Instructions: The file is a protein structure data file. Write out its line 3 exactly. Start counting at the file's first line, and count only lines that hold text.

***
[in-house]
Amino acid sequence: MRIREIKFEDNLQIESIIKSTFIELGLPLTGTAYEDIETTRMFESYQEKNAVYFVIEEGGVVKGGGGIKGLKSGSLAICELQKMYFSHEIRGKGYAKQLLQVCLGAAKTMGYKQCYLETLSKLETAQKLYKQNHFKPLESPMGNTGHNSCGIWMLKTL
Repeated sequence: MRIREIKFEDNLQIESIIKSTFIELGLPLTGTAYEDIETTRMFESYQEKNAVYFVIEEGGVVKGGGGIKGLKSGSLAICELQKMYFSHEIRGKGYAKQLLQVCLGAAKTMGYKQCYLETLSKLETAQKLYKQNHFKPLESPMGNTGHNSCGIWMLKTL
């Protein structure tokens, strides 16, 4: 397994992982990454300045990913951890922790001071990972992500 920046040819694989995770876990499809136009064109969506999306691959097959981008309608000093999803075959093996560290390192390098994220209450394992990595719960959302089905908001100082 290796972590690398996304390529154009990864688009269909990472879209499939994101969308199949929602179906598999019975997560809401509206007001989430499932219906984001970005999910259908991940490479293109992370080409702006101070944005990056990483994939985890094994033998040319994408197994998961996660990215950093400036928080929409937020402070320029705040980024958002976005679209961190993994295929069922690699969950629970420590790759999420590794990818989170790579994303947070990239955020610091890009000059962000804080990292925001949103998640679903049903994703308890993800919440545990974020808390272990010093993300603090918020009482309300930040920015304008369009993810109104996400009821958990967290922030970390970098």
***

Repeated sequence: MRIREIKFEDNLQIESIIKSTFIELGLPLTGTAYEDIETTRMFESYQEKNAVYFVIEEGGVVKGGGGIKGLKSGSLAICELQKMYFSHEIRGKGYAKQLLQVCLGAAKTMGYKQCYLETLSKLETAQKLYKQNHFKPLESPMGNTGHNSCGIWMLKTL